someguy50 answered
6 days ago

Even if you get the A77 and 70-400GII you will not get 700mm+ reach so I propose you keep carrying your bridge camera and add something compact for places you don't need great tele but better image quality. A6000 with 16-70Zeiss, A77 with "kit" 16-50f2.8 (not compact anymore but probably better weather seal). That way you don't have to worry about changing lenses. There are rumors that A77II will be out soon. Most people travel with a backup camera anyways so long as they are not super heavy. On a day with long walk or steep climb you can leave the heavy one behind. Continue Reading

FramerDave answered
6 days ago

I have traveled with an A700 (not yet with my current A77) I traveled with the A700 Sony 18-250, Sigma 10-20 and a Minolta 50mm F1.7 At some point I used all of them though the Sigma and Sony got used the most. If you are used to a smaller camera this could be an issue. I also carried a light weight monopod. I print A77 shots now at 8x10 or a bit bigger ISO 1600 with no added NR from what LR 5 applies at the start.. You can get plenty of online and good print shots out of it.. Most cameras and phones can deal with a mist unless it starts to collect on the camera.. The Sony Body has seals good for upto a light rain from what I have seen.. Problem is not many of the lenses are.. The 16-50MM F2.8 is.. but you don't have a lot of reach. If you like to do telephoto.. with the 24 MP you can probably crop well to the equivalent of 150mm and get good web and 8x10 prints easy its about 6 MP..(but the noise above ISO 800 might show more) I have a couple of these just in case.. http://www.amaz ... Continue Reading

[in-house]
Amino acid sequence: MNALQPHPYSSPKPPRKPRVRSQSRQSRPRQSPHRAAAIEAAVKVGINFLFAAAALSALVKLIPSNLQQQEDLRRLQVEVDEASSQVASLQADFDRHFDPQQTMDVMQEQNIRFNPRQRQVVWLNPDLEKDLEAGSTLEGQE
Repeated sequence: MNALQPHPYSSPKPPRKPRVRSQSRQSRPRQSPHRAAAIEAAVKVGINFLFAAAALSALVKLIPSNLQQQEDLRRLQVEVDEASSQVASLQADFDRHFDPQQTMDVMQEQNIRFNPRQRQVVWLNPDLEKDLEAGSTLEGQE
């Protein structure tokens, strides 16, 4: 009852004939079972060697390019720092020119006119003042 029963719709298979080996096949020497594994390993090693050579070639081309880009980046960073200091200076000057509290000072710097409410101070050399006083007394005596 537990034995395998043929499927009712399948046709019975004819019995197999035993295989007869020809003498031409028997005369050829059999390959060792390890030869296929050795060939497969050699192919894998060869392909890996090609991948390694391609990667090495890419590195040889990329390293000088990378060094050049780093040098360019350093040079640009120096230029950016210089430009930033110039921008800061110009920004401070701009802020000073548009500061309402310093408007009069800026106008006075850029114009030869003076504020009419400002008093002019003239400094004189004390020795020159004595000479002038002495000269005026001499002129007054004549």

K E Hoffman answered
6 days ago